In the gaming community it is no secret that DOTA 2 is one of the most competitive games in the world. It’s competitions are on the same scale as Starcraft II, League of Legends, and World Series Poker. But with this game being so competitive is it still possible for average gamers to join the craze that grossed almost $80 dollars in 2013? Well the answer depends on a lot of variables but I am going to break the game down into 4 main categories: Time, Skill, Community, and Approachability, and how you feel about each category will help your decide
about whether DOTA 2 is for you or not.
DOTA 2 is not a game where you can sit down and play a round on your bus ride home from work. To play a round of DOTA 2 you need to make sure you don’t have to be anywhere or talk to anyone for the next hour. A single round can take anywhere from 20 minutes to about 70 minutes so when you start playing DOTA 2 you need to be confidant that you will still want to be playing DOTA 2 in about an hour because once a round starts you can’t leave it without being penalized. If you abandon or disconnect from a game you are punished pretty severely. You are marked as a “low priority” player and you are only allowed to do random matches until you go higher up on the priority list. It almost feels like you are getting sent to a prison for players who aren’t dedicated enough to DOTA 2. This means if you have to answer the phone, if you have let out your dog, or if your house catches on fire too bad for you.
DOTA 2 can be played by anyone in all honesty, but you have to be decently skilled to win. There is also a pretty steep learning curve when you get to higher levels of play.
DOTA 2 is easy to learn in that the controls are simple, the menus are easy to understand, and gameplay is very straight forward, but character selection can be pretty overwhelming if you don’t take the time to look at all the characters and decide ahead of time. After choosing your character and getting into a game it is simple to learn but hard to master. Yes, it is easy to point and click the creeps to death but players can be difficult. Once you start playing it is a race to level up, buy the best items from the shop, and destroy towers so you can get to the enemy’s stronghold and destroy it. This is all simple in theory but players can be smart and a seasoned player know a lot of tricks for playing their character so skill is required to win. Now lets say you have played a few rounds and you know your character, the map, the shop, and how to level up. Welcome to the competitive DOTA 2 scene where players are vying for attention from the MLG or clans or their peers. Now you might have a few fun games but this is where the real game begins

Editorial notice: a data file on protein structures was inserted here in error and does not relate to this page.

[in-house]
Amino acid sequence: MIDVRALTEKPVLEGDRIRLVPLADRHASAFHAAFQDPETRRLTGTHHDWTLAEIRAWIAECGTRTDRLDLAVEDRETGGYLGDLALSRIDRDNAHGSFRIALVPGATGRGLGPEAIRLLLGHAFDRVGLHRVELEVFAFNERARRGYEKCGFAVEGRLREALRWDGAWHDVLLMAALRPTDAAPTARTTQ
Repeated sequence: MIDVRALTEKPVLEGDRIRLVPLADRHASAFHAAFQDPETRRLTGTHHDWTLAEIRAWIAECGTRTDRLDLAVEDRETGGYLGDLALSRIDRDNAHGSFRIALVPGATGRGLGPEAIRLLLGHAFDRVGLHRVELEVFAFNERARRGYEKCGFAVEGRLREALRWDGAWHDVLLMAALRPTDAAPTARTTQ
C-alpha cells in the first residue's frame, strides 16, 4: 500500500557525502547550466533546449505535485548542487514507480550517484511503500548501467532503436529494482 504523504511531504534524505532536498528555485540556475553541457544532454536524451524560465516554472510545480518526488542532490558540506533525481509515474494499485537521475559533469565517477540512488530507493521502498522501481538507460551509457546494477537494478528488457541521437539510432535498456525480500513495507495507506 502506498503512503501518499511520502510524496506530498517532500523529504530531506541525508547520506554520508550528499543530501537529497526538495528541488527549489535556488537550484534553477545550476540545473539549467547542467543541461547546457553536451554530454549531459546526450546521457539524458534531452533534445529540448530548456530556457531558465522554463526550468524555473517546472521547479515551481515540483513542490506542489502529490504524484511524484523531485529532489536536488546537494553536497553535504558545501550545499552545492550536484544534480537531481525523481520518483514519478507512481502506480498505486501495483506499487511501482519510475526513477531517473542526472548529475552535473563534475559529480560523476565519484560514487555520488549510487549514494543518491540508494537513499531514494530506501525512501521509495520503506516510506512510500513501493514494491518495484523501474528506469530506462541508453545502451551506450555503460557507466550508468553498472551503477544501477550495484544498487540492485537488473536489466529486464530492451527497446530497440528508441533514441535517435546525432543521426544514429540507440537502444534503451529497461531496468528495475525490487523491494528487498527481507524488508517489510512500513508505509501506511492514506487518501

Let me preface this by saying that each person’s experience in DOTA 2’s community will be different and these are just how I experienced the community. DOAT 2’s community varies wildly. In one game me and 4 other strangers came together to defeat our enemy and after an 80 minute game we had successfully destroyed the enemy stronghold and won. The very next game my team started off by yelling at me for choosing a bad character and every time someone from our team die they called them a noob and insulted them. The one after that game one player decided he knew what was best for our team and tried to order us around the map and whenever he messed up it was someone else’s fault. In short the community can be great or petty so chat with caution.
This game is only for a certain kind of person. For someone to enjoy DOTA 2 they have to be fairly dedicated to learning all the meta game, spending literal hours playing in rounds and trying different characters, and finally they have to be willing to deal with losing a game that you’ve spend almost an hour trying to win. If you think you have the chops to play DOTA 2 then go for it because DOTA 2 is fun once you get into it and clear your calendar for the next month. I mean the game didn’t make $80 million for not being fun.